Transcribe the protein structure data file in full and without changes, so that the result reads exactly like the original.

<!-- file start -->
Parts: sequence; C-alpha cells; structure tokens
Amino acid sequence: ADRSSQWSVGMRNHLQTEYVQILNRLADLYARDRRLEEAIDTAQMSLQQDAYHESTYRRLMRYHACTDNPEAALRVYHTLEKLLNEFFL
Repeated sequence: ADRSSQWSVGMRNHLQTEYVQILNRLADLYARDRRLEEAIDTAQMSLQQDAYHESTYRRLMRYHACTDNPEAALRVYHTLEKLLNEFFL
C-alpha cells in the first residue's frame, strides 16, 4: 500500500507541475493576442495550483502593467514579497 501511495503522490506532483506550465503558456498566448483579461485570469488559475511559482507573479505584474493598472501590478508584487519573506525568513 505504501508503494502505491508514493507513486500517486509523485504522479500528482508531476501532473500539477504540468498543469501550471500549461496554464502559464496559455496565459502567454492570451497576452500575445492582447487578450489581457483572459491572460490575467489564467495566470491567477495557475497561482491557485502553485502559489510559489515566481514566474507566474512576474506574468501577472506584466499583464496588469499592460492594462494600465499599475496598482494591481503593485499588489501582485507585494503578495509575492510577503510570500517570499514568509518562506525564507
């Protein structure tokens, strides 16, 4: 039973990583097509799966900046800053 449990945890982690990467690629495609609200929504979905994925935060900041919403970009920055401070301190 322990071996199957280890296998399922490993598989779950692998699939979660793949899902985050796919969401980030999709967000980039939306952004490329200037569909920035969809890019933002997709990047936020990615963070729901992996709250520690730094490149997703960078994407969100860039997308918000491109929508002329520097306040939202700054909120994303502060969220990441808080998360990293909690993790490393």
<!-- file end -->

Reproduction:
Parts: sequence; C-alpha cells; structure tokens
Amino acid sequence: ADRSSQWSVGMRNHLQTEYVQILNRLADLYARDRRLEEAIDTAQMSLQQDAYHESTYRRLMRYHACTDNPEAALRVYHTLEKLLNEFFL
Repeated sequence: ADRSSQWSVGMRNHLQTEYVQILNRLADLYARDRRLEEAIDTAQMSLQQDAYHESTYRRLMRYHACTDNPEAALRVYHTLEKLLNEFFL
C-alpha cells in the first residue's frame, strides 16, 4: 500500500507541475493576442495550483502593467514579497 501511495503522490506532483506550465503558456498566448483579461485570469488559475511559482507573479505584474493598472501590478508584487519573506525568513 505504501508503494502505491508514493507513486500517486509523485504522479500528482508531476501532473500539477504540468498543469501550471500549461496554464502559464496559455496565459502567454492570451497576452500575445492582447487578450489581457483572459491572460490575467489564467495566470491567477495557475497561482491557485502553485502559489510559489515566481514566474507566474512576474506574468501577472506584466499583464496588469499592460492594462494600465499599475496598482494591481503593485499588489501582485507585494503578495509575492510577503510570500517570499514568509518562506525564507
């Protein structure tokens, strides 16, 4: 039973990583097509799966900046800053 449990945890982690990467690629495609609200929504979905994925935060900041919403970009920055401070301190 322990071996199957280890296998399922490993598989779950692998699939979660793949899902985050796919969401980030999709967000980039939306952004490329200037569909920035969809890019933002997709990047936020990615963070729901992996709250520690730094490149997703960078994407969100860039997308918000491109929508002329520097306040939202700054909120994303502060969220990441808080998360990293909690993790490393």